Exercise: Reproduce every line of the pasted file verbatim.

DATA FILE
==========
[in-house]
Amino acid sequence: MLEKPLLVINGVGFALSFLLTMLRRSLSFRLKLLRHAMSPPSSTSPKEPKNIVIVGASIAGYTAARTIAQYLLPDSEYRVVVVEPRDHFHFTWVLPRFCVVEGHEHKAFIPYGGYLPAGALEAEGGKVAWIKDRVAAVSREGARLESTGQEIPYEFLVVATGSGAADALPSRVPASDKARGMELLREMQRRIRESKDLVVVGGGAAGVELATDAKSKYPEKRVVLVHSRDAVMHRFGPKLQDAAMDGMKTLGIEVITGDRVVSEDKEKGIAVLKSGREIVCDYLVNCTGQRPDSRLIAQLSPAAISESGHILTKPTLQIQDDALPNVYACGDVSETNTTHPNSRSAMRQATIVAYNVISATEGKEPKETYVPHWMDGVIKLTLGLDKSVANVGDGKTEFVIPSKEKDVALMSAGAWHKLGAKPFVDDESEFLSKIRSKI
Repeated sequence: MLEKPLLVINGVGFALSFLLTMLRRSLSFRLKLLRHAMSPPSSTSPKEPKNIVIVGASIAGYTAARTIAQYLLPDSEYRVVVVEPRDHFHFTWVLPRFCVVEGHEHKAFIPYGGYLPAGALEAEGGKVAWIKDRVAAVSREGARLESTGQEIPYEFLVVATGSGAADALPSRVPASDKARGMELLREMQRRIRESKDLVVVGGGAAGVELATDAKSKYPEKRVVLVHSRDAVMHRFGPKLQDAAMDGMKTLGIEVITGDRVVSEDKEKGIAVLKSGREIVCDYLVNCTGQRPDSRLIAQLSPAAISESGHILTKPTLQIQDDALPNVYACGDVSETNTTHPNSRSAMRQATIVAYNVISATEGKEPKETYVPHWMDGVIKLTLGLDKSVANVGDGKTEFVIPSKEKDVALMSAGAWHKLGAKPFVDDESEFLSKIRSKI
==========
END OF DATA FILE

[in-house]
Amino acid sequence: MLEKPLLVINGVGFALSFLLTMLRRSLSFRLKLLRHAMSPPSSTSPKEPKNIVIVGASIAGYTAARTIAQYLLPDSEYRVVVVEPRDHFHFTWVLPRFCVVEGHEHKAFIPYGGYLPAGALEAEGGKVAWIKDRVAAVSREGARLESTGQEIPYEFLVVATGSGAADALPSRVPASDKARGMELLREMQRRIRESKDLVVVGGGAAGVELATDAKSKYPEKRVVLVHSRDAVMHRFGPKLQDAAMDGMKTLGIEVITGDRVVSEDKEKGIAVLKSGREIVCDYLVNCTGQRPDSRLIAQLSPAAISESGHILTKPTLQIQDDALPNVYACGDVSETNTTHPNSRSAMRQATIVAYNVISATEGKEPKETYVPHWMDGVIKLTLGLDKSVANVGDGKTEFVIPSKEKDVALMSAGAWHKLGAKPFVDDESEFLSKIRSKI
Repeated sequence: MLEKPLLVINGVGFALSFLLTMLRRSLSFRLKLLRHAMSPPSSTSPKEPKNIVIVGASIAGYTAARTIAQYLLPDSEYRVVVVEPRDHFHFTWVLPRFCVVEGHEHKAFIPYGGYLPAGALEAEGGKVAWIKDRVAAVSREGARLESTGQEIPYEFLVVATGSGAADALPSRVPASDKARGMELLREMQRRIRESKDLVVVGGGAAGVELATDAKSKYPEKRVVLVHSRDAVMHRFGPKLQDAAMDGMKTLGIEVITGDRVVSEDKEKGIAVLKSGREIVCDYLVNCTGQRPDSRLIAQLSPAAISESGHILTKPTLQIQDDALPNVYACGDVSETNTTHPNSRSAMRQATIVAYNVISATEGKEPKETYVPHWMDGVIKLTLGLDKSVANVGDGKTEFVIPSKEKDVALMSAGAWHKLGAKPFVDDESEFLSKIRSKI